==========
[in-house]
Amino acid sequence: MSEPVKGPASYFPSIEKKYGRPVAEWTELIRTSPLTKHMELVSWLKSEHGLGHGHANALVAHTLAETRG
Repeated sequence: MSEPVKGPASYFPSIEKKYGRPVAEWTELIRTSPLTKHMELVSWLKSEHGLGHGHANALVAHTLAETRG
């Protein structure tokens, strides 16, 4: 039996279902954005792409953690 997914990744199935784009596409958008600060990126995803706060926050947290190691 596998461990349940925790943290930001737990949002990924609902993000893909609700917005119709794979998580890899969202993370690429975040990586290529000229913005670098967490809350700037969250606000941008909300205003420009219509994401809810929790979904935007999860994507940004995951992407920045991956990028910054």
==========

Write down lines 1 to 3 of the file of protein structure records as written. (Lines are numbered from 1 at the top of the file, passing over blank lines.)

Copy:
[in-house]
Amino acid sequence: MSEPVKGPASYFPSIEKKYGRPVAEWTELIRTSPLTKHMELVSWLKSEHGLGHGHANALVAHTLAETRG
Repeated sequence: MSEPVKGPASYFPSIEKKYGRPVAEWTELIRTSPLTKHMELVSWLKSEHGLGHGHANALVAHTLAETRG